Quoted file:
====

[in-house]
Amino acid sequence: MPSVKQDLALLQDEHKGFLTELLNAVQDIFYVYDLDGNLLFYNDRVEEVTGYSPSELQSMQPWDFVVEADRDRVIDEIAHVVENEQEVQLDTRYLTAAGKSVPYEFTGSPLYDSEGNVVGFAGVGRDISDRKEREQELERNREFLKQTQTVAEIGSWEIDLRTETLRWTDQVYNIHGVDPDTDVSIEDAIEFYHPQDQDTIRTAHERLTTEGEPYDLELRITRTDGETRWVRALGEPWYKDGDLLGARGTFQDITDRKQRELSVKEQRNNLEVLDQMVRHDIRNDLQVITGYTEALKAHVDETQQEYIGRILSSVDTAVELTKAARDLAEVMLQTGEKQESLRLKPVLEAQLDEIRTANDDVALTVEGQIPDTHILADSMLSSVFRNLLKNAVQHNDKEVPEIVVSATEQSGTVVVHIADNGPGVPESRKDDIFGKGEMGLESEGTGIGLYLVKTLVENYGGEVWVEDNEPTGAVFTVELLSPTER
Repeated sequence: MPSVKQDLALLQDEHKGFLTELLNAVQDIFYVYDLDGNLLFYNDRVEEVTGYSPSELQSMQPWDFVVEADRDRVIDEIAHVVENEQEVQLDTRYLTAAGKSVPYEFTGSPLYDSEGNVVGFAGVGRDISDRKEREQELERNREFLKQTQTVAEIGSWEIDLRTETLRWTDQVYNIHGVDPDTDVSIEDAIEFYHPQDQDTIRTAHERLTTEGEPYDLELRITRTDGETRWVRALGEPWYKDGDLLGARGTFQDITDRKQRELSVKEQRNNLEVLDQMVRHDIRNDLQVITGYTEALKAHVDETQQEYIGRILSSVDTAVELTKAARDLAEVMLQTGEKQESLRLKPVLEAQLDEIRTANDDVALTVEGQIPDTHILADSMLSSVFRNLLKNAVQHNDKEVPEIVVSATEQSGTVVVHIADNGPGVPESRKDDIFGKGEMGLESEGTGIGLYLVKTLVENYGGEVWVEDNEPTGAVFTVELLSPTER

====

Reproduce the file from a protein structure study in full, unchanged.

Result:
[in-house]
Amino acid sequence: MPSVKQDLALLQDEHKGFLTELLNAVQDIFYVYDLDGNLLFYNDRVEEVTGYSPSELQSMQPWDFVVEADRDRVIDEIAHVVENEQEVQLDTRYLTAAGKSVPYEFTGSPLYDSEGNVVGFAGVGRDISDRKEREQELERNREFLKQTQTVAEIGSWEIDLRTETLRWTDQVYNIHGVDPDTDVSIEDAIEFYHPQDQDTIRTAHERLTTEGEPYDLELRITRTDGETRWVRALGEPWYKDGDLLGARGTFQDITDRKQRELSVKEQRNNLEVLDQMVRHDIRNDLQVITGYTEALKAHVDETQQEYIGRILSSVDTAVELTKAARDLAEVMLQTGEKQESLRLKPVLEAQLDEIRTANDDVALTVEGQIPDTHILADSMLSSVFRNLLKNAVQHNDKEVPEIVVSATEQSGTVVVHIADNGPGVPESRKDDIFGKGEMGLESEGTGIGLYLVKTLVENYGGEVWVEDNEPTGAVFTVELLSPTER
Repeated sequence: MPSVKQDLALLQDEHKGFLTELLNAVQDIFYVYDLDGNLLFYNDRVEEVTGYSPSELQSMQPWDFVVEADRDRVIDEIAHVVENEQEVQLDTRYLTAAGKSVPYEFTGSPLYDSEGNVVGFAGVGRDISDRKEREQELERNREFLKQTQTVAEIGSWEIDLRTETLRWTDQVYNIHGVDPDTDVSIEDAIEFYHPQDQDTIRTAHERLTTEGEPYDLELRITRTDGETRWVRALGEPWYKDGDLLGARGTFQDITDRKQRELSVKEQRNNLEVLDQMVRHDIRNDLQVITGYTEALKAHVDETQQEYIGRILSSVDTAVELTKAARDLAEVMLQTGEKQESLRLKPVLEAQLDEIRTANDDVALTVEGQIPDTHILADSMLSSVFRNLLKNAVQHNDKEVPEIVVSATEQSGTVVVHIADNGPGVPESRKDDIFGKGEMGLESEGTGIGLYLVKTLVENYGGEVWVEDNEPTGAVFTVELLSPTER